tubular bells stage set up at milton keynes

Tubular Bells 50th anniversary tour – Milton Keynes theatre

Apart from Classical Music concerts, I don’t think I’ve ever been to the theatre to watch a ‘gig’ or more performance style concert. But I couldn’t resist buying a ticket for Mike Oldfield’s Tubular Bells 50th Anniversary stour for the Milton Keynes Theatre show. I’ve started looking for stalls tickets rather than my usual circle. I reckon I’ve now found my favourite seat so will be trying to book that area in future!

Why Tubular Bells?  It’s not really something that someone my age would necessarily know as it was released in 1973 before I was born. As I explained to the older couple in the seats next to me, it was one of the musical pieces we listened and studied as part of our music GCSE lessons.

Then Tubular Bells 2 and 3 were released which I had on CD, so I used to play those a lot too.  I reckon my mum had the original on record. 

The fact that it’s a 50th anniversary show meant that the average age of the audience was definitely at least 15 years (if not more) older than me.  And a very different audience to that of my visit to see Matthew Bourne’s Romeo and Juliet the previous week.  But our row of 6 seats were all quite chatty before the show started.

And most importantly, noone near me was eating throughout the show as they were all engrossed in the show. Noone was chatting throughout. It was all very civilised.

Tubular Bells is a largely instrumental creation, with a couple of songs thrown in. The stage is full of instruments, but only 8 musicians (plus 1 guitar tech who was switching over the players’ guitars for them – there were a lot of guitars played by 2 musicians, so he was kept busy).

The show has been created from the original music by Robin Smith who’s worked with Mike Oldfield, the composer) for years. It really is a stunning sound they create. And as haunting music as I remember from listening to it years ago.

tubular bells stage set up at milton keynes

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The lighting was good. Very simple, just different colours or lights, with some dry ice smoke moments (I felt for the 2 percussionists who must end up with very dry throats by the end of the performances). If you’re sitting in the stalls, watch out though, you’ll likely end up with lights directly in your face at some point in the show.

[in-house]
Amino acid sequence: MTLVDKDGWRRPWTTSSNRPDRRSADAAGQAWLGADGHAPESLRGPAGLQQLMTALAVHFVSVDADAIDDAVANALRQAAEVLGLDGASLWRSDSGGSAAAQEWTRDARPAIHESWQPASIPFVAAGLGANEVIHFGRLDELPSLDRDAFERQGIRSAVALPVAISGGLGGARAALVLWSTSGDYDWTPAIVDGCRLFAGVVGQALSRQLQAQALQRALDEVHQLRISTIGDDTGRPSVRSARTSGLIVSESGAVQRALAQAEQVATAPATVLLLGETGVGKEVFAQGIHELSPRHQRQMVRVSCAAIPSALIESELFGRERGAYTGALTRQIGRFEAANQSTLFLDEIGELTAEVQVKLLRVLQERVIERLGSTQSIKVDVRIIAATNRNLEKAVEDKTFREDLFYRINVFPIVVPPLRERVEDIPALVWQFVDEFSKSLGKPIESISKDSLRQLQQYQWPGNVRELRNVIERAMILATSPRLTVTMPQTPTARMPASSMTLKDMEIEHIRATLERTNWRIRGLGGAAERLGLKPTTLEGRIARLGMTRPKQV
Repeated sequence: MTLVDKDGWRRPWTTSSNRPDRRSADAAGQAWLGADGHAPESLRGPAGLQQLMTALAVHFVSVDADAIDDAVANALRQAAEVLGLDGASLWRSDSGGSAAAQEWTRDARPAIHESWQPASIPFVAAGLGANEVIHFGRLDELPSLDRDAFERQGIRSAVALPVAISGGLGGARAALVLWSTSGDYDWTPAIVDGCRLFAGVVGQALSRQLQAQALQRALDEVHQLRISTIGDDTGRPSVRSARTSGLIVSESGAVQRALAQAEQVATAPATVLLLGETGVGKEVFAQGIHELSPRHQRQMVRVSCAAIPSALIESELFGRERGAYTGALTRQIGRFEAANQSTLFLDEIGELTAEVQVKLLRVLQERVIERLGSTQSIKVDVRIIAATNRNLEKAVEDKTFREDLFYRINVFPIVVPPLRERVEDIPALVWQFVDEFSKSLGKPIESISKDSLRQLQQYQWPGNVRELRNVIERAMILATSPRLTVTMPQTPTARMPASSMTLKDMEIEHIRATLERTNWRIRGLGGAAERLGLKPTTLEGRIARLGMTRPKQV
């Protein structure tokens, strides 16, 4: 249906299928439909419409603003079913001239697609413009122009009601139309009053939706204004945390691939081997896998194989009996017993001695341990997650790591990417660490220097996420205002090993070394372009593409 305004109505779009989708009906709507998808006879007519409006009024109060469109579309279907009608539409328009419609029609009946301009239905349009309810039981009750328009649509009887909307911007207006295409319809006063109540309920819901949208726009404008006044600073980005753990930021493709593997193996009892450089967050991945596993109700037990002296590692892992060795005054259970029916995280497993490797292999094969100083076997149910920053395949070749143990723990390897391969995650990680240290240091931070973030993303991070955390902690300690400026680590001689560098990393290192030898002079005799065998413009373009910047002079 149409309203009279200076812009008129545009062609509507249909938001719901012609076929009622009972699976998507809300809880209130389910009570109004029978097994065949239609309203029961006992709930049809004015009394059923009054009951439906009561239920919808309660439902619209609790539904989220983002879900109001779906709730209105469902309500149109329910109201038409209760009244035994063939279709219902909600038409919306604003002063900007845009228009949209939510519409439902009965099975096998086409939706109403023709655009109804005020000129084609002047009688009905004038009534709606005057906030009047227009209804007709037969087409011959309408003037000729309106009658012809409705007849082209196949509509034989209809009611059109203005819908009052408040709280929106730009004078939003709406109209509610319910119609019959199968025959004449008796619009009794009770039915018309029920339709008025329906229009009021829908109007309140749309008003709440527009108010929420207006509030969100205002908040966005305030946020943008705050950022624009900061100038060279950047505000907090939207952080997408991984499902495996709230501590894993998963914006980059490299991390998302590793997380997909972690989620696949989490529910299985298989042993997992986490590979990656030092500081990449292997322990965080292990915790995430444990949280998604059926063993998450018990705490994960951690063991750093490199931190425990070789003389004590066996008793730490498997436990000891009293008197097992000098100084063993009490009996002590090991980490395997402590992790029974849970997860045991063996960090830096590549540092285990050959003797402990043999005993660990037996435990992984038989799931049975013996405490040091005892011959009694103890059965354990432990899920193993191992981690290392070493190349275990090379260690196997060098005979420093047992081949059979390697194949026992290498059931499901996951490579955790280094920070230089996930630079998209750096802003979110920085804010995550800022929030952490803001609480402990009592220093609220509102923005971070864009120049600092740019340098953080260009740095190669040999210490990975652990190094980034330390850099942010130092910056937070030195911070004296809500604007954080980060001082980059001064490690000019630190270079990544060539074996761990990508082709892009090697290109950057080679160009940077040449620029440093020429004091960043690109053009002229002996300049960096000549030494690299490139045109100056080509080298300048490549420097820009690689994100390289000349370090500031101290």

I love watching musicians play. The intricacies of each part of the music, how the sounds gel together.  Not forgetting seeing how much they enjoy playing music together and performing. And of course the logistics of electronic instruments, having to adjust the sound levels by the foot pedals throughout.

The solo female singer Lisa Featherston  sounded quite Kate Bush-esque. She was also the bass player, and you could see how much she was enjoying it.

The younger guitar player was so good on the Spanish guitar. I lost count how many guitars he played over the evening.

While Jay Stapley, the main solo electric guitar player, seemed very unassuming and casual, but made the instrument really sing. He also sang one of the songs, which showed off quite a bluesy voice I wasn’t expecting.

I don’t think I’ve ever seen an electric cello so that was interesting to hear.

My favourite is watching the percussionists – especially the one playing the timpani.  He certainly got through the instruments. It made me want to be up there playing the tambourine and triangle!

I really enjoyed the show. At the end we even had an encore of the Hornpipe – think Last Night of the Proms with the clapping but minus the flags and bobbing up and down.

The reviews I’ve read since going seem a little mixed. But if you just let the music wash over you, and you’re not thinking like a critic you’ll enjoy the show as much as I did. The remaining dates for the Tubular Bells 50th Anniversary Tour can be found over at the Mike Oldfield website or tickets can be bought on ATG.

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